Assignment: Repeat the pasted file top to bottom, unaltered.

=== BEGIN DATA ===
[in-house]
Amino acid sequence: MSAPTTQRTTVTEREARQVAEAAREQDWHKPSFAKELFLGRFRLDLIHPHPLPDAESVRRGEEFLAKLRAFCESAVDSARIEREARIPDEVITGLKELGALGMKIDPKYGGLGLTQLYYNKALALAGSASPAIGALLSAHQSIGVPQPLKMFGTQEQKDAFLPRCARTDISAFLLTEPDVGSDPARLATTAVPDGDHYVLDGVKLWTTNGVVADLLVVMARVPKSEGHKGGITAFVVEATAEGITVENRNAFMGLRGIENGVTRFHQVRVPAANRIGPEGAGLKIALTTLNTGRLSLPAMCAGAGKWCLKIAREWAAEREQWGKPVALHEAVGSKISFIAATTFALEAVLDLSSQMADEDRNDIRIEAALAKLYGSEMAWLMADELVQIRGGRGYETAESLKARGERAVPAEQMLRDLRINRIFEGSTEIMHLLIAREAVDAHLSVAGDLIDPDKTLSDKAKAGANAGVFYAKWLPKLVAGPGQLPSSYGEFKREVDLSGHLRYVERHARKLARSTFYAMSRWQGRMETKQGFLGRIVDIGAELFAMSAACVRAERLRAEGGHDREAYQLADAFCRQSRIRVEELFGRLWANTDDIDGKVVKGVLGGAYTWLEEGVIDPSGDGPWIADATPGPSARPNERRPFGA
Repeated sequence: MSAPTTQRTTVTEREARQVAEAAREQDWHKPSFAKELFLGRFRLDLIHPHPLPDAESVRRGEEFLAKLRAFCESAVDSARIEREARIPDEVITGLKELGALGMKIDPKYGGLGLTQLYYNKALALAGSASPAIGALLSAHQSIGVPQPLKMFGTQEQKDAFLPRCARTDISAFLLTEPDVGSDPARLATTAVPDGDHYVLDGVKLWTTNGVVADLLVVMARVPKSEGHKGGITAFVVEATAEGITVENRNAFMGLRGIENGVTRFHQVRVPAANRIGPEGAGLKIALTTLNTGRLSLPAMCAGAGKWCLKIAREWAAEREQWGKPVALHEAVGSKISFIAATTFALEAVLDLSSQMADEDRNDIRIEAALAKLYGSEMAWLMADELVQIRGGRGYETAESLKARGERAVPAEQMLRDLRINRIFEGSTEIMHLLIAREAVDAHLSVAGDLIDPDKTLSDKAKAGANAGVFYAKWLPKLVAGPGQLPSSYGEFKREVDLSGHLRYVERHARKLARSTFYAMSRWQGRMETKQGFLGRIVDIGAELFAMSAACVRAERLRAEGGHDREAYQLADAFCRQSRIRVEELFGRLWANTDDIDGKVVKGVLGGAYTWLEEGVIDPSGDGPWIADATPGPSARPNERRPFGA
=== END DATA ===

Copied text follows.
[in-house]
Amino acid sequence: MSAPTTQRTTVTEREARQVAEAAREQDWHKPSFAKELFLGRFRLDLIHPHPLPDAESVRRGEEFLAKLRAFCESAVDSARIEREARIPDEVITGLKELGALGMKIDPKYGGLGLTQLYYNKALALAGSASPAIGALLSAHQSIGVPQPLKMFGTQEQKDAFLPRCARTDISAFLLTEPDVGSDPARLATTAVPDGDHYVLDGVKLWTTNGVVADLLVVMARVPKSEGHKGGITAFVVEATAEGITVENRNAFMGLRGIENGVTRFHQVRVPAANRIGPEGAGLKIALTTLNTGRLSLPAMCAGAGKWCLKIAREWAAEREQWGKPVALHEAVGSKISFIAATTFALEAVLDLSSQMADEDRNDIRIEAALAKLYGSEMAWLMADELVQIRGGRGYETAESLKARGERAVPAEQMLRDLRINRIFEGSTEIMHLLIAREAVDAHLSVAGDLIDPDKTLSDKAKAGANAGVFYAKWLPKLVAGPGQLPSSYGEFKREVDLSGHLRYVERHARKLARSTFYAMSRWQGRMETKQGFLGRIVDIGAELFAMSAACVRAERLRAEGGHDREAYQLADAFCRQSRIRVEELFGRLWANTDDIDGKVVKGVLGGAYTWLEEGVIDPSGDGPWIADATPGPSARPNERRPFGA
Repeated sequence: MSAPTTQRTTVTEREARQVAEAAREQDWHKPSFAKELFLGRFRLDLIHPHPLPDAESVRRGEEFLAKLRAFCESAVDSARIEREARIPDEVITGLKELGALGMKIDPKYGGLGLTQLYYNKALALAGSASPAIGALLSAHQSIGVPQPLKMFGTQEQKDAFLPRCARTDISAFLLTEPDVGSDPARLATTAVPDGDHYVLDGVKLWTTNGVVADLLVVMARVPKSEGHKGGITAFVVEATAEGITVENRNAFMGLRGIENGVTRFHQVRVPAANRIGPEGAGLKIALTTLNTGRLSLPAMCAGAGKWCLKIAREWAAEREQWGKPVALHEAVGSKISFIAATTFALEAVLDLSSQMADEDRNDIRIEAALAKLYGSEMAWLMADELVQIRGGRGYETAESLKARGERAVPAEQMLRDLRINRIFEGSTEIMHLLIAREAVDAHLSVAGDLIDPDKTLSDKAKAGANAGVFYAKWLPKLVAGPGQLPSSYGEFKREVDLSGHLRYVERHARKLARSTFYAMSRWQGRMETKQGFLGRIVDIGAELFAMSAACVRAERLRAEGGHDREAYQLADAFCRQSRIRVEELFGRLWANTDDIDGKVVKGVLGGAYTWLEEGVIDPSGDGPWIADATPGPSARPNERRPFGA